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A051026 Number of primitive subsequences of {1, 2, ..., n}. 49
1, 2, 3, 5, 7, 13, 17, 33, 45, 73, 103, 205, 253, 505, 733, 1133, 1529, 3057, 3897, 7793, 10241, 16513, 24593, 49185, 59265, 109297, 163369, 262489, 355729, 711457, 879937, 1759873, 2360641, 3908545, 5858113, 10534337, 12701537, 25403073, 38090337, 63299265, 81044097, 162088193, 205482593, 410965185, 570487233, 855676353 (list; graph; refs; listen; history; text; internal format)
OFFSET
0,2
COMMENTS
a(n) counts all subsequences of {1, ..., n} in which no term divides any other. If n is a prime a(n) = 2*a(n-1)-1 because for each subsequence s counted by a(n-1) two different subsequences are counted by a(n): s and s,n. There is only one exception: 1,n is not a primitive subsequence because 1 divides n. For all n>1: a(n) < 2*a(n-1). - Alois P. Heinz, Mar 07 2011
Maximal primitive subsets are counted by A326077. - Gus Wiseman, Jun 07 2019
REFERENCES
Blanchet-Sadri, Francine. Algorithmic combinatorics on partial words. Chapman & Hall/CRC, Boca Raton, FL, 2008. ii+385 pp. ISBN: 978-1-4200-6092-8; 1-4200-6092-9 MR2384993 (2009f:68142). See p. 320. - N. J. A. Sloane, Apr 06 2012
LINKS
Juliana Couras, Ricardo Jesus, and Tomás Oliveira e Silva, Table of n, a(n) for n = 0..800 (terms up to n=80 from Alois P. Heinz)
Marcel K. Goh and Jonah Saks, Alternating-sum statistics for certain sets of integers, arXiv:2206.12535 [math.CO], 2022.
Eric Weisstein's World of Mathematics, Primitive Sequence
EXAMPLE
a(4) = 7, the primitive subsequences (including the empty sequence) are: (), (1), (2), (3), (4), (2,3), (3,4).
a(5) = 13 = 2*7-1, the primitive subsequences are: (), (5), (1), (2), (2,5), (3), (3,5), (4), (4,5), (2,3), (2,3,5), (3,4), (3,4,5).
From Gus Wiseman, Jun 07 2019: (Start)
The a(0) = 1 through a(5) = 13 primitive (pairwise indivisible) subsets:
{} {} {} {} {} {}
{1} {1} {1} {1} {1}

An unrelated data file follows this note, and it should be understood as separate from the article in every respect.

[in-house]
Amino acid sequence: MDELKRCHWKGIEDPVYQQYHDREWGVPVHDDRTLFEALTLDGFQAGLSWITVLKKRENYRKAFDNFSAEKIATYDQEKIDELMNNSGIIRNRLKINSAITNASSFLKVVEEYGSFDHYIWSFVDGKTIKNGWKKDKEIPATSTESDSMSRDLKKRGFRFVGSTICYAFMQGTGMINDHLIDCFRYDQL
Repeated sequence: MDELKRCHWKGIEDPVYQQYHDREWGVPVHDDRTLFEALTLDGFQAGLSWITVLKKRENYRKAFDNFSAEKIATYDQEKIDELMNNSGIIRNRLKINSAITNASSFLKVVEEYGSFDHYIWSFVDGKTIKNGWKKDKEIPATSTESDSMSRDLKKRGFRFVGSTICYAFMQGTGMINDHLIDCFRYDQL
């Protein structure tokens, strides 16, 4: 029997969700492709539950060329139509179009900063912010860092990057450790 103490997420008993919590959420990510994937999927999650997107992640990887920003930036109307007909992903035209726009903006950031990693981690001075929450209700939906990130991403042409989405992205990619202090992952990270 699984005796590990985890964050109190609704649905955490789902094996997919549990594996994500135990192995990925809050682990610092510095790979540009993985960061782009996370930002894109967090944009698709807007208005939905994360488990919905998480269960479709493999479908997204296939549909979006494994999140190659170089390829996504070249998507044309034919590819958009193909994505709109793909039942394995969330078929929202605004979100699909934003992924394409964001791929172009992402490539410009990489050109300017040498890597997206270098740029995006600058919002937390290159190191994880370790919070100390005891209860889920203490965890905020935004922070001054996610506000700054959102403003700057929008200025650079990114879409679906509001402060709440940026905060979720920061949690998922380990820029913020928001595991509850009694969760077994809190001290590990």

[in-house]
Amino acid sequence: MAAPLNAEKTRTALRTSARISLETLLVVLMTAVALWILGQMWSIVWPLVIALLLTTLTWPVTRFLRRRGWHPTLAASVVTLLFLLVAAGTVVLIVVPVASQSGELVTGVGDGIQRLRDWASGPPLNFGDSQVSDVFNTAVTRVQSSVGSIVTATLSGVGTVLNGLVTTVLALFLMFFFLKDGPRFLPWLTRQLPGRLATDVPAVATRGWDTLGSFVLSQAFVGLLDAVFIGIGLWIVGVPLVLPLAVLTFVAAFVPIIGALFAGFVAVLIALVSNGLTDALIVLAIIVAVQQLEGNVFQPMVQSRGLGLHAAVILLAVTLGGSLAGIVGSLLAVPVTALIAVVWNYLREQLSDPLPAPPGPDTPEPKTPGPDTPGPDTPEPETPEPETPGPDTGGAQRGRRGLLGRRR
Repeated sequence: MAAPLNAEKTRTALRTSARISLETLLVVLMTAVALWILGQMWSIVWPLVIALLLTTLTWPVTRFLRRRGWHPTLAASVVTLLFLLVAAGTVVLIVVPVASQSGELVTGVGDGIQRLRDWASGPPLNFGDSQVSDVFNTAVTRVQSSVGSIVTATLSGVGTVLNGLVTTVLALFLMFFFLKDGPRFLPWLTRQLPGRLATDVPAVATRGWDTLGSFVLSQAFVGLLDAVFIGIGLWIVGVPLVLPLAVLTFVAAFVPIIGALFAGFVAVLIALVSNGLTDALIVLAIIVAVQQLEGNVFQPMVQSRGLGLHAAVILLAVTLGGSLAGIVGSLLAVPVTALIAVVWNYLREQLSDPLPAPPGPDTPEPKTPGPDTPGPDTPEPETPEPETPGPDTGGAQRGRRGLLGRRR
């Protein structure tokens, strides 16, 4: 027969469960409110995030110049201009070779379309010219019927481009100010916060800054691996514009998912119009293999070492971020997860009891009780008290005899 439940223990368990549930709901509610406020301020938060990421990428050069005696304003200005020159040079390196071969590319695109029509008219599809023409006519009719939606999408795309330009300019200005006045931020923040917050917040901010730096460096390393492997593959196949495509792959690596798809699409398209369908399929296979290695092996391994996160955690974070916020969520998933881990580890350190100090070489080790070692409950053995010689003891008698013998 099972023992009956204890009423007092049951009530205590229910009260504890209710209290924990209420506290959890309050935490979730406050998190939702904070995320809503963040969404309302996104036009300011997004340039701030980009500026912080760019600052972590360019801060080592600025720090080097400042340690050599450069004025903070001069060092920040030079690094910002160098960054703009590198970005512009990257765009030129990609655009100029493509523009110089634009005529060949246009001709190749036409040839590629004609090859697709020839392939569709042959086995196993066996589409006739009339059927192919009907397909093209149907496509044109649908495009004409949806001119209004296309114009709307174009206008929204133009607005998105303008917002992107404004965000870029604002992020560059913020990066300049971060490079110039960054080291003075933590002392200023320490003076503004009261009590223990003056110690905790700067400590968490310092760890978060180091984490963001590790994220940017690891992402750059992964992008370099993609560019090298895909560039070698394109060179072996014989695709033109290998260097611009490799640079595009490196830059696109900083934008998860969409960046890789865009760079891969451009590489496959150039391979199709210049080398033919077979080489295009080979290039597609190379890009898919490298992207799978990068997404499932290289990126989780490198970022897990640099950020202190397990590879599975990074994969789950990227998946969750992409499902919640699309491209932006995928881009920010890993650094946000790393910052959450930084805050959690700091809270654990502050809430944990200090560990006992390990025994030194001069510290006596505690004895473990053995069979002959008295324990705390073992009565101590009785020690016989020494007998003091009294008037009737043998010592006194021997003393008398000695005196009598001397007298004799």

{2} {2} {2} {2}
{3} {3} {3}
{2,3} {4} {4}
{2,3} {5}
{3,4} {2,3}
{2,5}
{3,4}
{3,5}
{4,5}
{2,3,5}
{3,4,5}
a(n) is also the number of subsets of {1..n} containing all of their pairwise products <= n as well as any quotients of divisible elements. For example, the a(0) = 1 through a(5) = 13 subsets are:
{} {} {} {} {} {}
{1} {1} {1} {1} {1}
{1,2} {1,2} {1,3} {1,3}
{1,3} {1,4} {1,4}
{1,2,3} {1,2,4} {1,5}
{1,3,4} {1,2,4}
{1,2,3,4} {1,3,4}
{1,3,5}
{1,4,5}
{1,2,3,4}
{1,2,4,5}
{1,3,4,5}
{1,2,3,4,5}
Also the number of subsets of {1..n} containing all of their multiples <= n. For example, the a(0) = 1 through a(5) = 13 subsets are:
{} {} {} {} {} {}
{1} {2} {2} {3} {3}
{1,2} {3} {4} {4}
{2,3} {2,4} {5}
{1,2,3} {3,4} {2,4}
{2,3,4} {3,4}
{1,2,3,4} {3,5}
{4,5}
{2,3,4}
{2,4,5}
{3,4,5}
{2,3,4,5}
{1,2,3,4,5}
(End)
MAPLE
with(numtheory):
b:= proc(s) option remember; local n;
n:= max(s[]);
`if`(n<0, 1, b(s minus {n}) + b(s minus divisors(n)))
end:
bb:= n-> b({$2..n} minus divisors(n)):
sb:= proc(n) option remember; `if`(n<2, 0, bb(n) + sb(n-1)) end:
a:= n-> `if`(n=0, 1, `if`(isprime(n), 2*a(n-1)-1, 2+sb(n))):
seq(a(n), n=0..40); # Alois P. Heinz, Mar 07 2011
MATHEMATICA
b[s_] := b[s] = With[{n=Max[s]}, If[n < 0, 1, b[Complement[s, {n}]] + b[Complement[s, Divisors[n]]]]];
bb[n_] := b[Complement[Range[2, n], Divisors[n]]];
sb[n_] := sb[n] = If[n < 2, 0, bb[n] + sb[n-1]];
a[n_] := If[n == 0, 1, If[PrimeQ[n], 2a[n-1] - 1, 2 + sb[n]]]; Table[a[n], {n, 0, 37}]
(* Jean-François Alcover, Jul 27 2011, converted from Maple *)
Table[Length[Select[Subsets[Range[n]], SubsetQ[#, Select[Union@@Table[#*i, {i, n}], #<=n&]]&]], {n, 10}] (* Gus Wiseman, Jun 07 2019 *)
CROSSREFS
Sequence in context: A317688 A046703 A118722 * A028865 A053435 A096478
KEYWORD
nonn,nice
AUTHOR
EXTENSIONS
More terms from David Wasserman, May 02 2002
a(32)-a(37) from Donovan Johnson, Aug 11 2010
STATUS
approved

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Last modified February 21 03:13 EST 2024. Contains 370219 sequences. (Running on oeis4.)